One of the joys of procrastination is that sometimes if you wait long enough, someone else really will take care of things. I mention that because Ed Brayton just did a good job dismantling Casey Luskin's latest whine about how big bad Judge Jones was such a nasty judicial activist for daring to issue a ruling in the Dover, PA Intelligent Design case that addressed the question of whether or not ID is good science. I was planning a long and detailed post on the same thing, but now all that I have to do is highlight one point that Ed didn't make in his post.
As Ed points out, there were a number of reasons for Jones to rule on that point. For starters, he had to look at that if he wanted to handle the case in front of him the same way that the Supreme Court handled its last creationism case. (That's called following precedent.) He also needed to look at that point in order to apply the test commonly used by the Federal Courts when they look at Establishment Clause cases. (That's also called following precedent.) As Ed also notes, both the plaintiffs and the defendants specifically asked the judge to rule on that point.
What Ed doesn't mention is that the plaintiffs and the defendants were not the only ones who asked Judge Jones to rule on whether or not Intelligent Design is good science:
As to the second prong of the Lemon test, plaintiffs falsely assert that the theory of intelligent design necessarily has the primary effect of advancing religion. Instead, there is every good reason to regard the theory of intelligent design as a scientific theory, and thus, the primary effect of informing students about it is to improve science education; further, the inclusion of such "alternative scientific theories" was clearly authorized by Edwards v. Aguillard. Moreover, plaintiffs' argument rests upon (a) the demonstrably false claim that design theory postulates a "supernatural creator" and (b) discredited and misapplied definitions of science.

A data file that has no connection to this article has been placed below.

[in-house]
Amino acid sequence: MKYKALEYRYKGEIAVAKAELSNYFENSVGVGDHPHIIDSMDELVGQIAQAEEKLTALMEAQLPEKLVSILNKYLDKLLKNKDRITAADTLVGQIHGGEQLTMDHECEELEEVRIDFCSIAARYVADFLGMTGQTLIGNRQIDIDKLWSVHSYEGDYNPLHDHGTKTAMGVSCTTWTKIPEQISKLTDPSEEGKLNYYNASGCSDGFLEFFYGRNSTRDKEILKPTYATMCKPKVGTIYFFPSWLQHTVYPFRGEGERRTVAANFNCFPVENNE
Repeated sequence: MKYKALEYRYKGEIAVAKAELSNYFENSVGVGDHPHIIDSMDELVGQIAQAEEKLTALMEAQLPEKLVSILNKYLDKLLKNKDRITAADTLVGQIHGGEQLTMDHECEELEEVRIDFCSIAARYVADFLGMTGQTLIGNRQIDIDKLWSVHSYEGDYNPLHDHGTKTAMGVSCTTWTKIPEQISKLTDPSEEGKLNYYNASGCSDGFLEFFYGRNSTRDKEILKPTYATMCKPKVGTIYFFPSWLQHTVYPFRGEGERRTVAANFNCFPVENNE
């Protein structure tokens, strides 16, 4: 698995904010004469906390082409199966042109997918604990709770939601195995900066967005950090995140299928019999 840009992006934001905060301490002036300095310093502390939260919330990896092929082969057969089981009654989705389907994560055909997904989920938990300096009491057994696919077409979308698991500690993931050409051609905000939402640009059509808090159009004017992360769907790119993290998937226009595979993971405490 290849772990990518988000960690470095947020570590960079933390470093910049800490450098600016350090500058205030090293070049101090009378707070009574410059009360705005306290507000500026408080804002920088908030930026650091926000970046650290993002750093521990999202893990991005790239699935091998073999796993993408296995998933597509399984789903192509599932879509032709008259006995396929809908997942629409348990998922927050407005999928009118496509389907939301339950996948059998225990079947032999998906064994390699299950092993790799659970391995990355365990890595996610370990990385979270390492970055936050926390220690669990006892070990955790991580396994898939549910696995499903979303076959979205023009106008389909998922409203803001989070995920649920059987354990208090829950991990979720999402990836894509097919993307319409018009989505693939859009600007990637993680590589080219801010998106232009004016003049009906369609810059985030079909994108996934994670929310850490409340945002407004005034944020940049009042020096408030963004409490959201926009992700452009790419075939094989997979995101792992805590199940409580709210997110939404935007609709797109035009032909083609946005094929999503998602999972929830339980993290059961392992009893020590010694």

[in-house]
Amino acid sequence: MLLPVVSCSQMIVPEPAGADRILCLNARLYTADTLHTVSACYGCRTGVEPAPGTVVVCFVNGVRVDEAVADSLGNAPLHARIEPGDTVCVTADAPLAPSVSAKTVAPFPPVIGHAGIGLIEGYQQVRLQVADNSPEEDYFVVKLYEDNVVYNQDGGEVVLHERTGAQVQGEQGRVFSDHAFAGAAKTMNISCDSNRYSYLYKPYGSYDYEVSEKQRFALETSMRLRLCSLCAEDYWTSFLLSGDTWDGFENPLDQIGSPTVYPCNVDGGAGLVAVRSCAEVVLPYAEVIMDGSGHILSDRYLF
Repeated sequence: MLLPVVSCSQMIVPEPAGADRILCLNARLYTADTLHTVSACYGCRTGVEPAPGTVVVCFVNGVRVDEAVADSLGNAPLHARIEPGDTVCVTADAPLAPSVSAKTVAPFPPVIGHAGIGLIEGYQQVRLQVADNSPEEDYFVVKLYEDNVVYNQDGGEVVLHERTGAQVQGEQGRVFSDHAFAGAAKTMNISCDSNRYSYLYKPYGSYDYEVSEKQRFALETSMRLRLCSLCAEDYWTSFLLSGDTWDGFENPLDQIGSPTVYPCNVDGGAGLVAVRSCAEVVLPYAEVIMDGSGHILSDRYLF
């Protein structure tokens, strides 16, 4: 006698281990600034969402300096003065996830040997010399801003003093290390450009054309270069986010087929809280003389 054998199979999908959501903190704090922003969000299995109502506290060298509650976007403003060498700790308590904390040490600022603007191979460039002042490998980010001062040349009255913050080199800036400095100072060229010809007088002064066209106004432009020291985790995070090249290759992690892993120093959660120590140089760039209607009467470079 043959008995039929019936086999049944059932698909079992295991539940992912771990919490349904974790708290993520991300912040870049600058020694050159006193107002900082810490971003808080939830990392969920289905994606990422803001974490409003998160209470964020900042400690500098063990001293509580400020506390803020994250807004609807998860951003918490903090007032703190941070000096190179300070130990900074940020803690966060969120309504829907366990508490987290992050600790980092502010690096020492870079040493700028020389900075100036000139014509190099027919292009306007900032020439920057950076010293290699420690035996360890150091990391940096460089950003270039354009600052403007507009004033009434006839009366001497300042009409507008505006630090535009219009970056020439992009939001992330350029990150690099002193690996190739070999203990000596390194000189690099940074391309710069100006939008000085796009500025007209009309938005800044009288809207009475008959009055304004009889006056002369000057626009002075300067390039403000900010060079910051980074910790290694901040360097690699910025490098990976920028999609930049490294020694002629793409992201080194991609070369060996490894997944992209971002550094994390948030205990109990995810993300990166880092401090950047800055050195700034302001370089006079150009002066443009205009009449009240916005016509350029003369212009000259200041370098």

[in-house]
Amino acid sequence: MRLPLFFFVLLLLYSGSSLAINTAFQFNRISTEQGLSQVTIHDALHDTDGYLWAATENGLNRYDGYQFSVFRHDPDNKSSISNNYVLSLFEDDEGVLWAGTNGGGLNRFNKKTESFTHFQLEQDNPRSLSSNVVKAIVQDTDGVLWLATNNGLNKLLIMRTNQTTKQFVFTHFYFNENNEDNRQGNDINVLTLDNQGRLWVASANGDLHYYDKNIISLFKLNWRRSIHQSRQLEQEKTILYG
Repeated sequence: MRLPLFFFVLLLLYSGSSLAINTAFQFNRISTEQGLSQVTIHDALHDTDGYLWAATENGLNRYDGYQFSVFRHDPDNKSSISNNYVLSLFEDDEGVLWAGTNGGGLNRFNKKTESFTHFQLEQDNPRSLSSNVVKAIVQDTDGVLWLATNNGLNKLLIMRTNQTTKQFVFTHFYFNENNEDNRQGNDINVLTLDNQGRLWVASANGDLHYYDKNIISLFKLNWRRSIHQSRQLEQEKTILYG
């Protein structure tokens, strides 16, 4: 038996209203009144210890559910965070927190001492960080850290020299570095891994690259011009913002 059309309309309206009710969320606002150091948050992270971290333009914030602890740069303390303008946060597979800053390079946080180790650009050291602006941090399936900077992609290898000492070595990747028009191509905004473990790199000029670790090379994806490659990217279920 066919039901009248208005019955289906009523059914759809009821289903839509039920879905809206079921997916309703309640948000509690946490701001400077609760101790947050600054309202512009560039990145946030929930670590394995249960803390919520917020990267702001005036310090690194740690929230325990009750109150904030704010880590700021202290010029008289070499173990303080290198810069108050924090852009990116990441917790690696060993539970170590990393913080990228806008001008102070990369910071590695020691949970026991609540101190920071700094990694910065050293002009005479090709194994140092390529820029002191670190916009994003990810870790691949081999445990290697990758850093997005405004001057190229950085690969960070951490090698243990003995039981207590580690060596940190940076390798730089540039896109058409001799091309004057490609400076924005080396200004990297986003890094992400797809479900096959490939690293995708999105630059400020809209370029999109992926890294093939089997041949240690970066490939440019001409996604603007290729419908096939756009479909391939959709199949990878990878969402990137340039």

Thus, whatever the merits and history of DASB's policy, Amicus urges the court to reject plaintiffs' claim that teaching students about the theory of intelligent design necessarily violates the Establishment Clause. If the Court strikes down DASB's policy, Amicus urges the court to fashion relief that does not impugn the constitutionality of teaching about intelligent design, since policies permitting such instruction might reflect valid secular purposes and could enhance religious neutrality.
Who, you ask, is this Amicus who dares risk the wrath of the Discovery Institute by not just asking but urging a Federal judge to reject the claim that Intelligent Design is inherently religious and rule instead that Intelligent Design is a scientific theory? I'll give you a hint: it wasn't the ACLU.
It was the Discovery Institute.
The quote above was taken from the revised Amicus brief (pdf) that they filed in the case. The same language also appears in their first attempt at an Amicus brief in the case (pdf) - the one that the court struck from the record because it was such an obvious attempt to get the "expert" opinions of their guys into the record without the inconvenience of cross-examination.